FORMER commando Gordon Lang has been told he should get back to work – despite having terminal cancer.
Amputee Gordon, 62, was already in dispute with the Department for Work and Pensions (DWP) after they forced the Falklands and Northern Ireland veteran to sign on to Jobseeker’s Allowance.
But the ex-marine was left feeling ‘betrayed’ after saying he told a government work programme about his cancer diagnosis, only to receive a response saying: ‘When you feel fit and ready for work we look forward to working with you to find a suitable job.’
Mr Lang, of Chilworth Grove, Gosport, was then told he will remain on a work programme – despite being about to undergo lung cancer treatment that may only add three months to his life.
Mr Lang, who has not been told how long he has to live, said: ‘I feel not only betrayed but criminalised for being ill.
‘I’ve been at work since I was 10 years old – that’s 50 years in the work place.
‘If I hadn’t lost my leg I’d still be at work now.
‘I’ve never shirked in my life.’
Shaw Trust in Portsmouth, which administers the work programme, wrote the letter to Mr Lang saying they noted he was not well. Mr Lang says that was sent after he gave them a medical note when he first fell ill and told them about his terminal condition.
Shaw Trust insist they were not told how serious Mr Lang’s illness was prior to sending the letter, while the war veteran has since been put back on Employment and Support Allowance.
But the way he has been treated has been called a tragedy.
Richard Dickson, Gosport and Alverstoke branch president of the Royal British Legion, said: ‘It’s a tragedy that those who are there to look after the welfare of our ex-servicemen are totally out of touch.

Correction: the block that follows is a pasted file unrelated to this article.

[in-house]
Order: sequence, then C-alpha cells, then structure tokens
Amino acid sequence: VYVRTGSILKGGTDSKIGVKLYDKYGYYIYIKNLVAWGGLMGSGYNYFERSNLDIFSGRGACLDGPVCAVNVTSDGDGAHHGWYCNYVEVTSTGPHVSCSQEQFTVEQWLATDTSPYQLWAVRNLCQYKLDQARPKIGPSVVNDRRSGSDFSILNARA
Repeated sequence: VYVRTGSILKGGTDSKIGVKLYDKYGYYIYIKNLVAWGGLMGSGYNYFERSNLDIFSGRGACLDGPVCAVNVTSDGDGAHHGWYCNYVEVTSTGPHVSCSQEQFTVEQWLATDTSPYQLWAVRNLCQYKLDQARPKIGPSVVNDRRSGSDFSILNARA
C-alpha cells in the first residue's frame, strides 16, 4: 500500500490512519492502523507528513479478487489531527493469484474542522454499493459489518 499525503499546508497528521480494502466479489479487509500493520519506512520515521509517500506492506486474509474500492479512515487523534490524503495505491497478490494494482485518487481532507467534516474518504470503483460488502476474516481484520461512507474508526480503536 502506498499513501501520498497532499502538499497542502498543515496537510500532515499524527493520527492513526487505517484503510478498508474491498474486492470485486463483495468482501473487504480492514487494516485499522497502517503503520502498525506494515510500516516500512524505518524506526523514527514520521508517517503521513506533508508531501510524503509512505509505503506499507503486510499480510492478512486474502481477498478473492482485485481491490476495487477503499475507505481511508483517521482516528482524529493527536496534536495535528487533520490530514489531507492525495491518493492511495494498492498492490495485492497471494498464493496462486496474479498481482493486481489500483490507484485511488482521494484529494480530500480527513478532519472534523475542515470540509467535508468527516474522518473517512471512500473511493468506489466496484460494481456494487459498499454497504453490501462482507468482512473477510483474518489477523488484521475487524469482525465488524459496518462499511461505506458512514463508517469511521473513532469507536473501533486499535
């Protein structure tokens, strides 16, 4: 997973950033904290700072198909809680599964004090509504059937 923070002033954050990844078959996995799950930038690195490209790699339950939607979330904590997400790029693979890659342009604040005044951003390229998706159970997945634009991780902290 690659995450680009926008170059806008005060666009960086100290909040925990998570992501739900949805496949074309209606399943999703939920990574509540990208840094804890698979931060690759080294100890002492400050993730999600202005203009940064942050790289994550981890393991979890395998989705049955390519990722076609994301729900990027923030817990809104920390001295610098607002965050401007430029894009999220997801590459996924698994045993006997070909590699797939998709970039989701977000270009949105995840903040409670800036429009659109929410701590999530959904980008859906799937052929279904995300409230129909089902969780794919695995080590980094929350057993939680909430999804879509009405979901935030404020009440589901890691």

‘They’re more interested in purse strings than doing what’s right for somebody experiencing great difficulties.
‘I would like to see that somebody has an ounce of humanity in their body to look at exactly what this man needs.’
Mr Lang was receiving Employment and Support Allowance after stopping work as a steward at HMS Sultan in 2012 when he had his leg amputated.
That was cancelled earlier this year when he was assessed by Atos and told he could work, forcing him to sign on at the JobCentre Plus in Gosport.
He was due to go to tribunal over a lost appeal against this decision when the cancer was discovered.
In a statement, Shaw Trust spokesman Joel Charles said: ‘At no point were we advised about the seriousness of Mr Lang’s condition.
‘We wrote to Mr Lang on November 20 to acknowledge that we had received his medical certificate and confirm that he would receive no further contact from Shaw Trust during this period of time.
‘Now that we are aware of all the circumstance, our thoughts are with Mr Lang during this difficult time.’
The not-for-profit firm delivers the work programme for Maximus, which took over from Atos as the DWP’s contractor for work assessments.
A DWP spokesman added: ‘We are hugely grateful to Mr Lang, as we are of everyone who serves our country.’